Climate change tipping points are upon us, draft U.N. report warns: 'The worst is yet to come'

·Senior Editor
·3-min read

A draft report by the United Nations Intergovernmental Panel on Climate Change warns that unless drastic and immediate action is taken to limit greenhouse gas emissions and keep global temperatures from rising further, life on earth is poised for a catastrophic reckoning. 

The 4,000-page draft, a copy of which was obtained by Agence France-Presse, states that mankind may have already missed its opportunity to keep the climate from passing a series of thresholds that will further spur the warming of the planet.  

“Life on Earth can recover from a drastic climate shift by evolving into new species and creating new ecosystems,” the report says. “Humans cannot.”

The thresholds, or feedback loops, include the melting of permafrost, which in turn releases methane gas into the atmosphere. This further amplifies the greenhouse gas effect, pushing temperatures even higher. As a result of the melting of the polar ice caps and loss of sea ice, the earth absorbs far more of the sun’s ultraviolet radiation and heat, which further contributes to ice melt. 

“I’m not optimistic. It’s not just because of those feedbacks, it’s because we’ve already put so much carbon dioxide into the atmosphere, and that carbon dioxide lasts a very long time,” Jennifer Francis, a senior scientist at the Woodwell Climate Research Center, told Yahoo News. “A molecule of carbon dioxide, on average, lasts about 100 years in the atmosphere. So we haven’t yet felt the impacts of the carbon dioxide that we’ve already put in the atmosphere. Even not thinking about feedbacks, we’ve already got a lot more climate change built into the system just because it takes a while for the climate system to adjust itself to this new level of greenhouse gases in the atmosphere. All the feedback that [happens is] just making that response even bigger than it would be otherwise.”

The remnants of a roller coaster
A damaged roller coaster in Seaside Heights, N.J., on Nov. 1, 2012, after Hurricane Sandy. (TPX Images of the Day)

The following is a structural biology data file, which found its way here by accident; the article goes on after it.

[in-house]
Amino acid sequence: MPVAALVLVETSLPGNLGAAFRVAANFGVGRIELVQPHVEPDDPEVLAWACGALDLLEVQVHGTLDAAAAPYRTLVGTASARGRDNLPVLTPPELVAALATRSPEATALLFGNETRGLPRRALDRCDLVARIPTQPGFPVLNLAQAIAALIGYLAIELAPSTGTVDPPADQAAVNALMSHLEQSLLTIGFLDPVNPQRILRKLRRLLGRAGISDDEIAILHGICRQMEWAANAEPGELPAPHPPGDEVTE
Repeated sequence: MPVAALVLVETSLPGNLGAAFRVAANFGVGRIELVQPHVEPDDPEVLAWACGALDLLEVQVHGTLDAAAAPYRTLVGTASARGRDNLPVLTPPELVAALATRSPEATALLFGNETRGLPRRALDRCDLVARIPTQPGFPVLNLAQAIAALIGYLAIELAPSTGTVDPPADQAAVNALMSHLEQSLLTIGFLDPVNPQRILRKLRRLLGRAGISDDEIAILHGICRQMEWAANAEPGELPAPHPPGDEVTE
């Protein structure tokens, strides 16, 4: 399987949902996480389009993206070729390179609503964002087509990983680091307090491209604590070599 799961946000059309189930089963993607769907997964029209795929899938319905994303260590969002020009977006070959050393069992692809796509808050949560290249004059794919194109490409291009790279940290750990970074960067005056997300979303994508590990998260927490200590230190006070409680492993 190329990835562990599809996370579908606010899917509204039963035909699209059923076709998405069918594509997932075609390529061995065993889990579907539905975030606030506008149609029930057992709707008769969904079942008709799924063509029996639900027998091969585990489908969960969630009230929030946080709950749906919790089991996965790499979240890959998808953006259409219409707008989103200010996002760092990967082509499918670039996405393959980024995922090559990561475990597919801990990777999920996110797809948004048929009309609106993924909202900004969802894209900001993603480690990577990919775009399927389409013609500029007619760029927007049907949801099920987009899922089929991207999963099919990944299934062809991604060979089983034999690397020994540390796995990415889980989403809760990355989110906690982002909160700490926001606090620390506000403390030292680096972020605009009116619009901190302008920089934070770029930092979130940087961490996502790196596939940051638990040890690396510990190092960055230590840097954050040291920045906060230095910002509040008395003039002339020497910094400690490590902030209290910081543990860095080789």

Since preindustrial times, the earth has warmed by 1.1 degrees Celsius. In its landmark 2018 report, the IPCC warned of dire consequences should humankind fail to keep average global temperatures from rising higher than 1.5 degrees Celsius. But most climate scientists now believe that meeting that goal will be all but impossible, given the rate at which emissions continue to rise. 

The draft report, which is being prepared ahead of the November meeting of world leaders at U.N. climate talks in Glasgow, Scotland, also cautions that 1.5 degrees Celsius of warming will require humans to adapt in ways almost unimaginable just decades ago. 

"Even at 1.5 degrees Celsius of warming, conditions will change beyond many organisms’ ability to adapt,” the report states. “Current levels of adaptation will be inadequate to respond to future climate risks.”

The costs of adapting to this new reality will be steep, especially in parts of the world where resources are already scarce.  

“Adaptation costs for Africa are projected to increase by tens of billions of dollars per year with warming greater than two degrees,” the report states. 

In another tipping point, the Amazon rainforest basin, where flora absorbs carbon dioxide and helps keep temperatures from spiking, could soon be transformed into a savannah, according to the report. 

The report also notes that coastlines around the world already experiencing sea-level rise will be forced to deal with uninhabitable conditions as tropical cyclones continue to strengthen. Heat waves like the ones gripping the western United States, and wildfire seasons that continue to set records around the world, will also only worsen over time. 

“The worst is yet to come, affecting our children’s and grandchildren’s lives much more than our own,” the report says.

The window of opportunity to stave off dire consequences is quickly shutting, the report warns. 

“We need transformational change operating on processes and behaviors at all levels: individual, communities, business, institutions and governments,” it says, adding, “We must redefine our way of life and consumption.”

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